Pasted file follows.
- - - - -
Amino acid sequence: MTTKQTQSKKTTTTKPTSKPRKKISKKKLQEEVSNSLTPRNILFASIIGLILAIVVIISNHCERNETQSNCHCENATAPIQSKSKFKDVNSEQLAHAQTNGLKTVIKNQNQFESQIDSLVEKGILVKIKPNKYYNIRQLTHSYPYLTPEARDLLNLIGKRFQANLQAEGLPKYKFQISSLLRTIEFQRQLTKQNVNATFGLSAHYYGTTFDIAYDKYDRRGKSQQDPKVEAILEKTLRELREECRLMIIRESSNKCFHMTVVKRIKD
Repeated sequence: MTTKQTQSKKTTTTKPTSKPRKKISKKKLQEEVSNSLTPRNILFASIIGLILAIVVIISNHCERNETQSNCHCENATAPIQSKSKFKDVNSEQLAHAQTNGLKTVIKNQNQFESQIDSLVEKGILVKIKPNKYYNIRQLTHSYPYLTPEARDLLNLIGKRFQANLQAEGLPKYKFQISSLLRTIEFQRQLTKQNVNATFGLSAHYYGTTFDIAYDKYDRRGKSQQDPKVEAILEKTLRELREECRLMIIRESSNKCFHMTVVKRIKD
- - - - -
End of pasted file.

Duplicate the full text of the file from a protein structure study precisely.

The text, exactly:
Amino acid sequence: MTTKQTQSKKTTTTKPTSKPRKKISKKKLQEEVSNSLTPRNILFASIIGLILAIVVIISNHCERNETQSNCHCENATAPIQSKSKFKDVNSEQLAHAQTNGLKTVIKNQNQFESQIDSLVEKGILVKIKPNKYYNIRQLTHSYPYLTPEARDLLNLIGKRFQANLQAEGLPKYKFQISSLLRTIEFQRQLTKQNVNATFGLSAHYYGTTFDIAYDKYDRRGKSQQDPKVEAILEKTLRELREECRLMIIRESSNKCFHMTVVKRIKD
Repeated sequence: MTTKQTQSKKTTTTKPTSKPRKKISKKKLQEEVSNSLTPRNILFASIIGLILAIVVIISNHCERNETQSNCHCENATAPIQSKSKFKDVNSEQLAHAQTNGLKTVIKNQNQFESQIDSLVEKGILVKIKPNKYYNIRQLTHSYPYLTPEARDLLNLIGKRFQANLQAEGLPKYKFQISSLLRTIEFQRQLTKQNVNATFGLSAHYYGTTFDIAYDKYDRRGKSQQDPKVEAILEKTLRELREECRLMIIRESSNKCFHMTVVKRIKD